The La Yesca dam was officially opened last week by President Calderón. According to the Federal Electricity Commission (CFE), at 208.5 meters (684 feet) high, it is the second highest dam of its kind in the world, 22 meters lower than the dam for the Shibuya hydroelectric plant on the Qingjiang River in China.
The dam is located on the Santiago River, on the border between Nayarit and Jalisco, 105 km NW of Guadalajara (Jalisco) and 23 km NW of the town of Hostotipaquillo (Jalisco). This location is north of the towns of Magdalena and Tequila.
The reservoir has a total capacity of 2.5 billion cubic meters, of which about half can be used for generating HEP. The surface area of the reservoir is 33.4 square kilometers (13 sq mi).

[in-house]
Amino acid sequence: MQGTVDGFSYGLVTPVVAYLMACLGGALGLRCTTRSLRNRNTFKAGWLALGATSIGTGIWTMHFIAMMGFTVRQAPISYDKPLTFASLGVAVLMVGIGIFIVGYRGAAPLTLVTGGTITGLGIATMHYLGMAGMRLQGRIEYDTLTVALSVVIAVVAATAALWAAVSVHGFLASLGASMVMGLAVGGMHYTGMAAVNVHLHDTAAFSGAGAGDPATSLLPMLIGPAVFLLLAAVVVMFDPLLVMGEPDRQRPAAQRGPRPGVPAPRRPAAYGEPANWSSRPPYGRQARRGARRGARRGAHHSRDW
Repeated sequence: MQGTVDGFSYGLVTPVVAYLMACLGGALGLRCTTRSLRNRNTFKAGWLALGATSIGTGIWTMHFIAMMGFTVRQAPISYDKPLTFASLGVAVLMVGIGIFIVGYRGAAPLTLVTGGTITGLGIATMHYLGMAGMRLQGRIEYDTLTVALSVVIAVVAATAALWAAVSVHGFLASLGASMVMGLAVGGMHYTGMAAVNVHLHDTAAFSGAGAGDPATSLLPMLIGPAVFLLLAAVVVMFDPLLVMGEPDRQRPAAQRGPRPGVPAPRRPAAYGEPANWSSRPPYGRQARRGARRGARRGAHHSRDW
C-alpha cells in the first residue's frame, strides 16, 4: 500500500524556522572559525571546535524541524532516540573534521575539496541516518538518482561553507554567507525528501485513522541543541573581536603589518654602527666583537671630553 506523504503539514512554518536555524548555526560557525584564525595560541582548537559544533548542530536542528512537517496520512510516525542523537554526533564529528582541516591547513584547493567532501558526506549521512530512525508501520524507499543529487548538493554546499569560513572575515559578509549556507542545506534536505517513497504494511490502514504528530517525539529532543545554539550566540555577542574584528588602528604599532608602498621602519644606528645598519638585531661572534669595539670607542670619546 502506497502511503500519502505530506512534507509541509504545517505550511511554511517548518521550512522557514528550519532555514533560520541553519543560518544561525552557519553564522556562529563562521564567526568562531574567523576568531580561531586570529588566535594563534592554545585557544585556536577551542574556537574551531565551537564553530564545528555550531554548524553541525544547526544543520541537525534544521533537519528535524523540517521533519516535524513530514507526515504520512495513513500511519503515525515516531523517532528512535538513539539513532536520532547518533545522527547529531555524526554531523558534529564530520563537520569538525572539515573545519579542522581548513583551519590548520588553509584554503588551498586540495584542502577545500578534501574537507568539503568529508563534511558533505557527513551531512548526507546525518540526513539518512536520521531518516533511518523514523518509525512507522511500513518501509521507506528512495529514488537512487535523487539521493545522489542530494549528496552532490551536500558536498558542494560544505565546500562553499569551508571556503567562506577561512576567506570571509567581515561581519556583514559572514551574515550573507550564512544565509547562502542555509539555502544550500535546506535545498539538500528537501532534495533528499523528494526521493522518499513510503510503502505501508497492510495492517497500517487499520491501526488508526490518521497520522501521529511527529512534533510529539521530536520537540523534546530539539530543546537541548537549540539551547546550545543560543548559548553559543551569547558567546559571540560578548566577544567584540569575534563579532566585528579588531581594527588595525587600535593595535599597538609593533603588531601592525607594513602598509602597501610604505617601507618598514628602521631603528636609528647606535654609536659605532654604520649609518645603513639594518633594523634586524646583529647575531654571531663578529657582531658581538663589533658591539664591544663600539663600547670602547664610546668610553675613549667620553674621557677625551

La Yesca is upstream of two other major HEP dams: El Cajón and Aguamilpa, and represents the latest addition to Mexico’s ambitious plan to increase the proportion of its energy needs coming from renewable sources. La Yesca has a total installed capacity of 750 MW, equivalent to about half the total electricity requirements of Guadalajara, Mexico’s second largest city.
The La Yesca HEP scheme represents an investment of about 1.1 billion dollars and was constructed by a consortium led by Mexican firm Ingenieros Civiles Asociados (ICA). Construction began in September 2007. The Santiago River was temporarily diverted in March 2009, and the first generating unit entered service in October 2012. The second unit will enter service this month. The machine house is on the northern side of the river, and the spillway on the southern side.
The three major dams on the River Santiago help to reduce flooding downstream, while also increasing fishing opportunities. According to a CFE study, fish yields from Aguamilpa, the most accessible of the three major dams, have risen from 33.5 metric tons/yr to 5,000 metric tons/yr since the reservoir was completed.
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